New York State Will Implement 18 Drones for Law Enforcement & Emergency Response by April

In October, we reported on New York's first drone-testing corridor. By April, 18 UAVs will assist in law enforcement, traffic analysis, and emergencies.

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In October, we reported on NY Governor Cuomo’s efforts to establish a 50-mile drone-testing corridor over farmland in Rome, New York. With the ever-increasing market for both recreational and commercial drones, establishing a cohesive set of regulations and assessing any current pitfalls is a wise move. Already, we’ve seen firefighters benefit from unmanned aerial vehicles (UAVs) during blazes too hazardous to approach. Law enforcement all over the country seems keen on implementing UAVs into their day-to-day fight against crime. Just recently, the LAPD garnered a year-long contract to use drones as strategical tools in their work. Governor Cuomo’s drone-testing corridor may be leading to some tangible results sooner than many of us thought as a press release last week announced the deployment of up to 18 UAVs by April of 2018.

According to the press release, this new drone program will focus on assisting emergency response teams and maintaining public safety in 30 counties in New York state. Four of the 18 drones will be put to work this month, with the remaining 14 drones being added over the next three months. Governor Cuomo is adamant that UAVs will greatly aid law enforcement, traffic analysis, and first-response situations throughout the state. He said, “This state-of-the-art technology will improve emergency response, improve operational and cost efficiencies and increase Trooper safety. We will continue to implement innovative technologies to improve our ability to protect New Yorkers across this great state.”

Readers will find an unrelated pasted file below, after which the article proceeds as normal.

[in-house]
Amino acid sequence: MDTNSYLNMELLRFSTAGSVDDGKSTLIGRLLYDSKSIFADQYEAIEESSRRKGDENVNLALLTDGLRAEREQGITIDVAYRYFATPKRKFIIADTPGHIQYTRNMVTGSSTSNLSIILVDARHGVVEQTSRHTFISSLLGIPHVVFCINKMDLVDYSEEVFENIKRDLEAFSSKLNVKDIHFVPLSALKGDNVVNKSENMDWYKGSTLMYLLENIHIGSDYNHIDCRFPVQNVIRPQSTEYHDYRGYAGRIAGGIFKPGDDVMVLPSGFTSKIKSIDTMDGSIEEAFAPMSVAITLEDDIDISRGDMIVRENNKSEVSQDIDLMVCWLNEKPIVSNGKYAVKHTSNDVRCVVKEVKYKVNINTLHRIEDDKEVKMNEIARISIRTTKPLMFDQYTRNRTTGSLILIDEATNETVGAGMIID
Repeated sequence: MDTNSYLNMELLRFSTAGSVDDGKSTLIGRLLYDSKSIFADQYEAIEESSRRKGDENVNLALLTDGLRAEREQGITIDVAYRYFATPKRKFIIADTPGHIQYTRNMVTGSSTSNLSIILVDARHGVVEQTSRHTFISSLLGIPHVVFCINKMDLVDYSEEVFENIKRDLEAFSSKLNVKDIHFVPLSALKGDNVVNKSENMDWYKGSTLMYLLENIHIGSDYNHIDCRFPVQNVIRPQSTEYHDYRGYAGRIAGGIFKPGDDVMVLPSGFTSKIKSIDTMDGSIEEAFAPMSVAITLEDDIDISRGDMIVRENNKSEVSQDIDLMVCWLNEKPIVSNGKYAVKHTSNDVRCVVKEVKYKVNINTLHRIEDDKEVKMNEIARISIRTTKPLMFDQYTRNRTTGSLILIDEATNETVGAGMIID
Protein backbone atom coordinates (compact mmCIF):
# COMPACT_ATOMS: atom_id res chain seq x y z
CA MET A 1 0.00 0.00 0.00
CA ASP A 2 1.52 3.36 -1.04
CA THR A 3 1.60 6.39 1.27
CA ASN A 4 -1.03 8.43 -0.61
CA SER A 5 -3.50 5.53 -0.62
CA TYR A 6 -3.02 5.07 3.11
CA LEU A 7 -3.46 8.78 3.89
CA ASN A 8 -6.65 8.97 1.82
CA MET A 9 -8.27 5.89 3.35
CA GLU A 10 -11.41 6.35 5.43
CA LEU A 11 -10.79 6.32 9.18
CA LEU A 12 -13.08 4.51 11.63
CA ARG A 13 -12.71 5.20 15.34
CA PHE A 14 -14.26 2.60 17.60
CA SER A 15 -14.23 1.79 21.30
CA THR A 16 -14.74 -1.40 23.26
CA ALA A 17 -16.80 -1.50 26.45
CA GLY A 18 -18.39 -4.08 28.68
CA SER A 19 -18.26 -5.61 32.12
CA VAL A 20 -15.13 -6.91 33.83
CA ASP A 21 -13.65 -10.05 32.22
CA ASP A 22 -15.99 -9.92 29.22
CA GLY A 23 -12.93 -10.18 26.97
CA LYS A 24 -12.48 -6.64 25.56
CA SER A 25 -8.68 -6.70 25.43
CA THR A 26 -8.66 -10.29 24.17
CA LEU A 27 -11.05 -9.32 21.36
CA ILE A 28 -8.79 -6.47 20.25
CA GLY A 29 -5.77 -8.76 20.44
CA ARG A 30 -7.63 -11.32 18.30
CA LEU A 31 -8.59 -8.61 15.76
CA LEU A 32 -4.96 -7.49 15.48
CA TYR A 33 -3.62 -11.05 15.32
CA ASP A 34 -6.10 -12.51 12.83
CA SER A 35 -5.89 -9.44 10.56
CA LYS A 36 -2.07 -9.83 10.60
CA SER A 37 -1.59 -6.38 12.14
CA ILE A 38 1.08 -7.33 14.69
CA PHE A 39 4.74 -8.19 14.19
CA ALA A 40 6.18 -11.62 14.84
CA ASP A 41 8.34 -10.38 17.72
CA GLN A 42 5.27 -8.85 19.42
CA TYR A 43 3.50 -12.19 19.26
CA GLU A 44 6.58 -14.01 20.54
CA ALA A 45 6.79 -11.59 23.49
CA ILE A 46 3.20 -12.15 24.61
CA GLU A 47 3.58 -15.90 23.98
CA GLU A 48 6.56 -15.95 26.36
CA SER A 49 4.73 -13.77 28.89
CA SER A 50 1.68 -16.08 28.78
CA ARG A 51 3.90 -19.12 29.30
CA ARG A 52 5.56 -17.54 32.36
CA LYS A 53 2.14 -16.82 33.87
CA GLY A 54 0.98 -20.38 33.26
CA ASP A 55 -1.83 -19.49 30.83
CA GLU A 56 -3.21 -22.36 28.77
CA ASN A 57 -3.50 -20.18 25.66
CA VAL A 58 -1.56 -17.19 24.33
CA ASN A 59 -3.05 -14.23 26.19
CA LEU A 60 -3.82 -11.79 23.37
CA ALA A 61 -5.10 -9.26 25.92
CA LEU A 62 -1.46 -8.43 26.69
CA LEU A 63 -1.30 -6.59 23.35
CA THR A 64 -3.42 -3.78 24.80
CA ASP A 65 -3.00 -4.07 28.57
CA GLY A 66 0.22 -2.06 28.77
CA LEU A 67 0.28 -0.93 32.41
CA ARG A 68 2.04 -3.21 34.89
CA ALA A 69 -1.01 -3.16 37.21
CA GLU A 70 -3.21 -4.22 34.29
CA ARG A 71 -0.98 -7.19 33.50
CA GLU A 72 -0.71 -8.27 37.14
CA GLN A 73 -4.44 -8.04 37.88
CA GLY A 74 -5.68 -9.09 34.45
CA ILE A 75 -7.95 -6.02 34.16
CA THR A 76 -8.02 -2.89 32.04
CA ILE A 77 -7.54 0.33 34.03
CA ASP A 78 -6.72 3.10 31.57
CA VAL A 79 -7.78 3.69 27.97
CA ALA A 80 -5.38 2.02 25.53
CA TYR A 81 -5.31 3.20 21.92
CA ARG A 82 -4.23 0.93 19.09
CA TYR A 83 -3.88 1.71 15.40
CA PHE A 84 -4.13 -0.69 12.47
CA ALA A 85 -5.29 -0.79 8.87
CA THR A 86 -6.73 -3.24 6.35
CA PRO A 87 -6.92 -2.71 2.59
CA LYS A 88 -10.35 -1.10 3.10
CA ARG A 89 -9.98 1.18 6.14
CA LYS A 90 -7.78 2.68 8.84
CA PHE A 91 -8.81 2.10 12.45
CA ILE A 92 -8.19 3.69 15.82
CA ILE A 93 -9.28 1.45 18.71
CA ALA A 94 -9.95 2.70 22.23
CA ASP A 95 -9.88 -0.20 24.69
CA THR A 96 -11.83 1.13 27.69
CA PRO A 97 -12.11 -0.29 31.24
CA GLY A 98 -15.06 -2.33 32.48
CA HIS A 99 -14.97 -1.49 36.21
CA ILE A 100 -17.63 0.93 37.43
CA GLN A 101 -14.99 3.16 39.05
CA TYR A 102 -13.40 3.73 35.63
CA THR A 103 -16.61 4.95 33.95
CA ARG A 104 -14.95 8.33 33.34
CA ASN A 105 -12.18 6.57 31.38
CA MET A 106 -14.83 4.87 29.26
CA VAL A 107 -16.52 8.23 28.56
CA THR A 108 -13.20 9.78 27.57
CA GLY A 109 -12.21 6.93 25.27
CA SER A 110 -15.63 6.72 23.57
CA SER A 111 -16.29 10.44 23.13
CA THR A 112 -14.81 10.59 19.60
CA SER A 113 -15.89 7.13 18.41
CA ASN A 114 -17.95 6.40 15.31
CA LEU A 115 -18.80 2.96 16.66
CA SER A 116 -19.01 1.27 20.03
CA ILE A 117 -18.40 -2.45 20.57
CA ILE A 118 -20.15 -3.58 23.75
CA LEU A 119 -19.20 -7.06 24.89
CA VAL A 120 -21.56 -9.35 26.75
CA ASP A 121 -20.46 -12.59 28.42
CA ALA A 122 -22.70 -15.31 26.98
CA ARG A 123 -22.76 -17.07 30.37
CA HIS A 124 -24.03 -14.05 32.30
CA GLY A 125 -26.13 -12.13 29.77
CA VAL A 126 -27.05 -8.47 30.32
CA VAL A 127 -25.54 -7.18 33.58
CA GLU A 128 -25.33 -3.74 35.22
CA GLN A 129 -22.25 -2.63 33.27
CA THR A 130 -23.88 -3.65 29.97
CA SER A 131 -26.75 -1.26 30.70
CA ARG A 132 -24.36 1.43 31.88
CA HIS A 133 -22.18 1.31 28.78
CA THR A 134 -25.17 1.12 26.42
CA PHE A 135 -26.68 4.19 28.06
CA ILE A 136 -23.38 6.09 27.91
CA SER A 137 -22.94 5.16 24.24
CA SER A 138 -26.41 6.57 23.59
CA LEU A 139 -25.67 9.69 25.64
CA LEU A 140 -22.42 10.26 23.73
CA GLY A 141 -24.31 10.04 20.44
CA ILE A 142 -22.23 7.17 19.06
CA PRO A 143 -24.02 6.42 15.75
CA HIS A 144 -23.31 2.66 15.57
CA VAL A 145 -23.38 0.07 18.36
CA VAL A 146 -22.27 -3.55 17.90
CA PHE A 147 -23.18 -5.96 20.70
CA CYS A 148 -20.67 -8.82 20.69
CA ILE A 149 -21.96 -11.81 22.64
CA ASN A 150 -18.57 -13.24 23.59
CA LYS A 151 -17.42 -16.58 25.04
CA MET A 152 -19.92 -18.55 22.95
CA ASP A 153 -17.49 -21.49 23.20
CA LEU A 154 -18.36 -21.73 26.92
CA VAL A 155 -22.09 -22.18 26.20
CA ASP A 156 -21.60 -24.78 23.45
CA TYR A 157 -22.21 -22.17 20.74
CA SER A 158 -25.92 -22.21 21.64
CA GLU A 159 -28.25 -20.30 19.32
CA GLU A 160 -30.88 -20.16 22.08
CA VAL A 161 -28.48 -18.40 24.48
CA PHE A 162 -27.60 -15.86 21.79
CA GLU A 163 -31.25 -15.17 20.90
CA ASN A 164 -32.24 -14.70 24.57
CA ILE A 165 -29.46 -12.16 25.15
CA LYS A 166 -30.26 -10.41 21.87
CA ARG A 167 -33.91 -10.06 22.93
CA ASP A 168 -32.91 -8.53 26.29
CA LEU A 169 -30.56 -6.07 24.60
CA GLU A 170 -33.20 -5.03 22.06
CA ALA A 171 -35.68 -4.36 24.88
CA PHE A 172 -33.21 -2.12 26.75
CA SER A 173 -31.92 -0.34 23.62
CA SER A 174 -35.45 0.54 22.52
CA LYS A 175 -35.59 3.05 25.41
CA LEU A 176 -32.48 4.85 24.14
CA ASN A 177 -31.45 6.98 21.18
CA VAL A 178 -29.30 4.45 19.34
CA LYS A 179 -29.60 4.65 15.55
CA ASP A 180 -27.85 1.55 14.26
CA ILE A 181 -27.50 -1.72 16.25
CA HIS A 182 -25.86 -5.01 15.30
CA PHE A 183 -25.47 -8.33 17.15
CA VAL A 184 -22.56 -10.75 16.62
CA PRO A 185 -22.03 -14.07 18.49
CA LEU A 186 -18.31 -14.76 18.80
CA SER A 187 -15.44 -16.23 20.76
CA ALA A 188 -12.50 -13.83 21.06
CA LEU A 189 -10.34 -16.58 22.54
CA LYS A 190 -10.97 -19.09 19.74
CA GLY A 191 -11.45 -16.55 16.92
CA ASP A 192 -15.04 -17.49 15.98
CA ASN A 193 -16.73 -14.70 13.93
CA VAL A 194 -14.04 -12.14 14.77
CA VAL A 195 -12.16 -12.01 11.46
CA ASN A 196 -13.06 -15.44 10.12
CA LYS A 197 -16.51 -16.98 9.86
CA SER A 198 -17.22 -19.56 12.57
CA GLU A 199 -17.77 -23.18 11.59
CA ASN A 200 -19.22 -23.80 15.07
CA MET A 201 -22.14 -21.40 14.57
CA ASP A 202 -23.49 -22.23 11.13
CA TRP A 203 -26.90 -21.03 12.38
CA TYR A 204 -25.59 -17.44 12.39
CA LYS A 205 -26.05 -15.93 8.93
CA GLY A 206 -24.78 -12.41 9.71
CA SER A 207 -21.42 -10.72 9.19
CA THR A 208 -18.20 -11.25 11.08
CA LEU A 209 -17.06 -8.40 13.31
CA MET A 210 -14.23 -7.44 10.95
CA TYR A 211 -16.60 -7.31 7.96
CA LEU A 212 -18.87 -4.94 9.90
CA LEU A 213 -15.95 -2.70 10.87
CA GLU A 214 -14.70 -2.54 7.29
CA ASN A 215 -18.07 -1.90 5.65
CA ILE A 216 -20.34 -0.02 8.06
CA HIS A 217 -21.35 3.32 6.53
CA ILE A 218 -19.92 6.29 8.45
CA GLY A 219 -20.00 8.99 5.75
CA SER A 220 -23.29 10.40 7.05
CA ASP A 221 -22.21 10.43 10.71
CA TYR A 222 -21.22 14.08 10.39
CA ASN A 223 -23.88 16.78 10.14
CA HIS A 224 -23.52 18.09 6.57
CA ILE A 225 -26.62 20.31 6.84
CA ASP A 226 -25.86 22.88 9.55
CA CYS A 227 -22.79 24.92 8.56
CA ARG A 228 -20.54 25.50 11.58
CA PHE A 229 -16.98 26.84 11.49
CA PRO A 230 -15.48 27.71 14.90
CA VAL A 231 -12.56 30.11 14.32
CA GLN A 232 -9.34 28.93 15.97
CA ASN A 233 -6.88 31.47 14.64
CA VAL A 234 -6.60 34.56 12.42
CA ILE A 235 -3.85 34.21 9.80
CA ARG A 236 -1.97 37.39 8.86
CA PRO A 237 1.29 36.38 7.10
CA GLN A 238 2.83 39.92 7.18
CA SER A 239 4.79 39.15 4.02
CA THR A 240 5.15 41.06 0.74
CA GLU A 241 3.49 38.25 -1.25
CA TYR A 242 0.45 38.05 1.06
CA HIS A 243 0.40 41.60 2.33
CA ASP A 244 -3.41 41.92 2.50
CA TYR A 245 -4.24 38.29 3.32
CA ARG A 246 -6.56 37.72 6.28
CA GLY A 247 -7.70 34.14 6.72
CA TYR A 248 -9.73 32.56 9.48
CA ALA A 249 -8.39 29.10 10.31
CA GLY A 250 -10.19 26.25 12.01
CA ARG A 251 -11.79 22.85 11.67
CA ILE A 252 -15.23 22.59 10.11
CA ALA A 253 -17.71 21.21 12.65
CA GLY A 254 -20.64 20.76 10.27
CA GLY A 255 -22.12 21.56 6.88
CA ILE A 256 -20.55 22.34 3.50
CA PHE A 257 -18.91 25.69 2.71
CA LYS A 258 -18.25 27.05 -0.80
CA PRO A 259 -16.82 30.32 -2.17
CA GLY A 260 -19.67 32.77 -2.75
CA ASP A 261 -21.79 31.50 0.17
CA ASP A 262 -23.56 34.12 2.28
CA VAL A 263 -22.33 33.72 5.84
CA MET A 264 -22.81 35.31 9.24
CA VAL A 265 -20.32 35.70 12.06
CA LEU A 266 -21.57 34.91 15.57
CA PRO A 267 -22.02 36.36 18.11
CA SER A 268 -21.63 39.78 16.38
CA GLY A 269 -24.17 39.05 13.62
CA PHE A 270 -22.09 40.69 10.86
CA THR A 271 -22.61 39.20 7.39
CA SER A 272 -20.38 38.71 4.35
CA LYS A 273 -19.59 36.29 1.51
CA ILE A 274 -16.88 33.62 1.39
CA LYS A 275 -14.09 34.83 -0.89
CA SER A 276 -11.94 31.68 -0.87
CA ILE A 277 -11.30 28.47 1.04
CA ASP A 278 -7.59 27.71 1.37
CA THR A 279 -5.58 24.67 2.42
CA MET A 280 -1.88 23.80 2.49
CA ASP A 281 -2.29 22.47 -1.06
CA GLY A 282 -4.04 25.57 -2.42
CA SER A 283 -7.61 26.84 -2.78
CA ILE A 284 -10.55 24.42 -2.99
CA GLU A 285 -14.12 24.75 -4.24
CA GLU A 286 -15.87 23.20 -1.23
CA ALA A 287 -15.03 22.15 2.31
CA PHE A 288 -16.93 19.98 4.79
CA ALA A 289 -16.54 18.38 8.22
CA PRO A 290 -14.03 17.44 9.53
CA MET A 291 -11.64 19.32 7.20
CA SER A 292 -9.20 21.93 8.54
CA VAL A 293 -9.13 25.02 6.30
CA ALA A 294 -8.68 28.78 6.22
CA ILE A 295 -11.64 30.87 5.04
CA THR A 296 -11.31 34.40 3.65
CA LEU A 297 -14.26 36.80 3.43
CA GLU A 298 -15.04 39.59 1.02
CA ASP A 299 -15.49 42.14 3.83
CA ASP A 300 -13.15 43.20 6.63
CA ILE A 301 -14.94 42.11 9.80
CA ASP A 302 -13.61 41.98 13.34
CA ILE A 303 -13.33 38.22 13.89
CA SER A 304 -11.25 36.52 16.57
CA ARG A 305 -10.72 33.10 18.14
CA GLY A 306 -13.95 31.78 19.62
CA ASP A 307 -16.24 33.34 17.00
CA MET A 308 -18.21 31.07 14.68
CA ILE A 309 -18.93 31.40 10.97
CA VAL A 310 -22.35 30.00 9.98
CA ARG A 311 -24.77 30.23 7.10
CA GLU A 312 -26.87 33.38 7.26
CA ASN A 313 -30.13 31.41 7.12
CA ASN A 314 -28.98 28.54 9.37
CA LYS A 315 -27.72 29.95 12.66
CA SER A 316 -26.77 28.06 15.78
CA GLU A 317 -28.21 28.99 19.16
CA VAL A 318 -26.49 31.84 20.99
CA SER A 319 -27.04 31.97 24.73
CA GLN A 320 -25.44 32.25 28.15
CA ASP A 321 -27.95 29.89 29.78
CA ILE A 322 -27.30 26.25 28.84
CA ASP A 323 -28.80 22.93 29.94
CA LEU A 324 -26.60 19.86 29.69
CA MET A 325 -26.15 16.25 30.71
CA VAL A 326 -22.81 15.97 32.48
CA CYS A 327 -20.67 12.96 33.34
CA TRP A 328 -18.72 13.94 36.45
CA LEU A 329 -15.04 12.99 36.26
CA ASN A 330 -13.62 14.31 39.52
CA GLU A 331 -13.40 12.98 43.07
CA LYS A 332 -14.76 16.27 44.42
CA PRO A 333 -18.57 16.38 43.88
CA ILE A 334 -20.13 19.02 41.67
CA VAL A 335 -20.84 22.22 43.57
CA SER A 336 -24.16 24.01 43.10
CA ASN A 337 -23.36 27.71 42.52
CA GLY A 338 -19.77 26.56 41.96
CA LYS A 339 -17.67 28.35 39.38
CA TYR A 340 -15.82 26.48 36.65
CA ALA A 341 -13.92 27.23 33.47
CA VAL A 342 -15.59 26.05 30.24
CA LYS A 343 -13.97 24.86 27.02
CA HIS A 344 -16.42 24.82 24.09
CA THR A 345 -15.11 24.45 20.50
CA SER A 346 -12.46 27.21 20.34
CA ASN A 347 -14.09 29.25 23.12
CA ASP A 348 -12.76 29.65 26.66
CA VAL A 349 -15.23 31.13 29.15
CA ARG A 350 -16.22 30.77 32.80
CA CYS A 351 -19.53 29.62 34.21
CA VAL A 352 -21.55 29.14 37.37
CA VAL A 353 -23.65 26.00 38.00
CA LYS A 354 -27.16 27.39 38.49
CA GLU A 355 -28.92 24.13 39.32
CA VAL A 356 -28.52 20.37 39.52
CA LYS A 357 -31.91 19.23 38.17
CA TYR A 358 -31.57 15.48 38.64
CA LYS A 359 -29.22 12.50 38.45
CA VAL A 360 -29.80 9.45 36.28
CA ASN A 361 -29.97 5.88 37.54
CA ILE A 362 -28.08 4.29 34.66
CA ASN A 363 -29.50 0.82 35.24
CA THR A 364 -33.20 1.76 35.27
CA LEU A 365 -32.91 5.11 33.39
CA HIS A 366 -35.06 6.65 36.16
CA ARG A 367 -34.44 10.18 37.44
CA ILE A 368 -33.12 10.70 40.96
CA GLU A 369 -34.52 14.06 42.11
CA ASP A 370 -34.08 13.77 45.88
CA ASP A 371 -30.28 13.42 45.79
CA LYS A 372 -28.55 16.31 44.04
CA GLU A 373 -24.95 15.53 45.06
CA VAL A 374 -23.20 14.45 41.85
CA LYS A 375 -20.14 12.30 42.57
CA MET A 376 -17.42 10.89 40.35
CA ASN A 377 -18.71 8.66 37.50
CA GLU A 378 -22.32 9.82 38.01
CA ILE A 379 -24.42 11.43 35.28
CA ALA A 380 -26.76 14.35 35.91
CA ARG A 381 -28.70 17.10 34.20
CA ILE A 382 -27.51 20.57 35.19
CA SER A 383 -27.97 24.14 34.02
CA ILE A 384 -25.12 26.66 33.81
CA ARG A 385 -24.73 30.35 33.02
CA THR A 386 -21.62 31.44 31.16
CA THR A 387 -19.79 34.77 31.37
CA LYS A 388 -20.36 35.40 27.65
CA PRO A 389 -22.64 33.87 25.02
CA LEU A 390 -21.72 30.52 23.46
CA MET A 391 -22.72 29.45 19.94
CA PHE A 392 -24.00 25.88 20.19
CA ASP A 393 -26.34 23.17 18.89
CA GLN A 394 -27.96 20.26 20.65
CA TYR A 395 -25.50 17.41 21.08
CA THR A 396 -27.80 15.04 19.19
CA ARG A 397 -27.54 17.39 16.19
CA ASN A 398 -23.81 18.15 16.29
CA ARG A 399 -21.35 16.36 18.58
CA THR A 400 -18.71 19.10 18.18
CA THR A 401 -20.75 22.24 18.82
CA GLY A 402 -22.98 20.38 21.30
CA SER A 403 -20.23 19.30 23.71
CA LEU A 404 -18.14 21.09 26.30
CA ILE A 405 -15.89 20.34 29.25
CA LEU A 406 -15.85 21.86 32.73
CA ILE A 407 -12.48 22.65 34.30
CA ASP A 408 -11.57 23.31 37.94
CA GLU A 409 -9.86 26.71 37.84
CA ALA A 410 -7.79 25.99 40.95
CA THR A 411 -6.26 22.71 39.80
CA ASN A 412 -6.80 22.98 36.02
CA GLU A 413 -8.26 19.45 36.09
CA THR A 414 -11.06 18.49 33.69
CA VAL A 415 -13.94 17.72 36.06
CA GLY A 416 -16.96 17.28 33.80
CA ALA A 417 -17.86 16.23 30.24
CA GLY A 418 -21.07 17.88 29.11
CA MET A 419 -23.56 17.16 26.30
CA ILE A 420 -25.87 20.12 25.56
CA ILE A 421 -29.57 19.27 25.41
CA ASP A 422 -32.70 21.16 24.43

As we all know, drones can be vastly effective in providing law enforcement officials with otherwise untenable vantage points, give first-responders a complete picture of the emergency site, and help analyze and improve traffic to maximize day to day efficiency. While some might be wary of the implications, here—police ramping up their fleet of flying, surveillance-capable robots—this seems like the logical next step, and could actually have a net-positive effect. At the very least, this infusion of UAVs is reportedly a cost-effective change and will save a few lives in between the two opposing sides and the arguments likely to ensue. According to the press release, officers piloting these UAVs will be FAA certified and complete 32 hours of training with all relevant systems and units. 

George P. Beach II, State Police Superintendent, said, "The aerial drone systems we are deploying bring substantial benefits to our Troopers in the field, and are representative of our ongoing efforts to provide the tools they need to deliver outstanding service to the public. I want to thank Governor Cuomo and the Trooper Foundation for their continued support of the State Police."

Personally, the risk-benefit analysis remains the same. As technology grows, and crime-methods and counter-surveillance grow with it, local police forces would be insane not to keep up with the modern world. Arming police forces across the country with fleets of drones was never my vision of an ideal America, but in hindsight, it does seem inevitable. What should be done, at all costs, is to keep people accountable for their actions. If these drones are intended to fight crime and improve the lives of our citizenry—let's make sure they do so.